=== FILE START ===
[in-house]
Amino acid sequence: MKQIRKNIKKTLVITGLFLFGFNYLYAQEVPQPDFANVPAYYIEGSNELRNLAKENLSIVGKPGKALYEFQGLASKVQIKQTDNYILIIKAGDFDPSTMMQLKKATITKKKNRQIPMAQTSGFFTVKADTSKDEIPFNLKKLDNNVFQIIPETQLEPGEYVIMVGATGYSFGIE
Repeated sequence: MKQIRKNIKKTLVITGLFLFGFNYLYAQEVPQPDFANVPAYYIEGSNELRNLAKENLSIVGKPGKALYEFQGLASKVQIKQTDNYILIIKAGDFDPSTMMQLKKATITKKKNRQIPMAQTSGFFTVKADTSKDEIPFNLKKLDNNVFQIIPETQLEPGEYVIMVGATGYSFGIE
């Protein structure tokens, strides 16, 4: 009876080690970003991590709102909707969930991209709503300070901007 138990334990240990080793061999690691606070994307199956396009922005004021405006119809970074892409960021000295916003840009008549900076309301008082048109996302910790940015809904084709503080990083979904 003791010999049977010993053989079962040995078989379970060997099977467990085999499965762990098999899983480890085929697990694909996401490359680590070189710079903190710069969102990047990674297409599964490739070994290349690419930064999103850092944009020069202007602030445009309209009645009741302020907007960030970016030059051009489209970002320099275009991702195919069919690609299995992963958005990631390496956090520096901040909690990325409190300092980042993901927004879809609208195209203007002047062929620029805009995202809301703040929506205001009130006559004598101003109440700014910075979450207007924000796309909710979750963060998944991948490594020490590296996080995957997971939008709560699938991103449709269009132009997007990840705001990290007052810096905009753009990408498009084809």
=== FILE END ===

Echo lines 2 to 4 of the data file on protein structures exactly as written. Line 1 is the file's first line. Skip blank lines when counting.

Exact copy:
Amino acid sequence: MKQIRKNIKKTLVITGLFLFGFNYLYAQEVPQPDFANVPAYYIEGSNELRNLAKENLSIVGKPGKALYEFQGLASKVQIKQTDNYILIIKAGDFDPSTMMQLKKATITKKKNRQIPMAQTSGFFTVKADTSKDEIPFNLKKLDNNVFQIIPETQLEPGEYVIMVGATGYSFGIE
Repeated sequence: MKQIRKNIKKTLVITGLFLFGFNYLYAQEVPQPDFANVPAYYIEGSNELRNLAKENLSIVGKPGKALYEFQGLASKVQIKQTDNYILIIKAGDFDPSTMMQLKKATITKKKNRQIPMAQTSGFFTVKADTSKDEIPFNLKKLDNNVFQIIPETQLEPGEYVIMVGATGYSFGIE
């Protein structure tokens, strides 16, 4: 009876080690970003991590709102909707969930991209709503300070901007 138990334990240990080793061999690691606070994307199956396009922005004021405006119809970074892409960021000295916003840009008549900076309301008082048109996302910790940015809904084709503080990083979904 003791010999049977010993053989079962040995078989379970060997099977467990085999499965762990098999899983480890085929697990694909996401490359680590070189710079903190710069969102990047990674297409599964490739070994290349690419930064999103850092944009020069202007602030445009309209009645009741302020907007960030970016030059051009489209970002320099275009991702195919069919690609299995992963958005990631390496956090520096901040909690990325409190300092980042993901927004879809609208195209203007002047062929620029805009995202809301703040929506205001009130006559004598101003109440700014910075979450207007924000796309909710979750963060998944991948490594020490590296996080995957997971939008709560699938991103449709269009132009997007990840705001990290007052810096905009753009990408498009084809």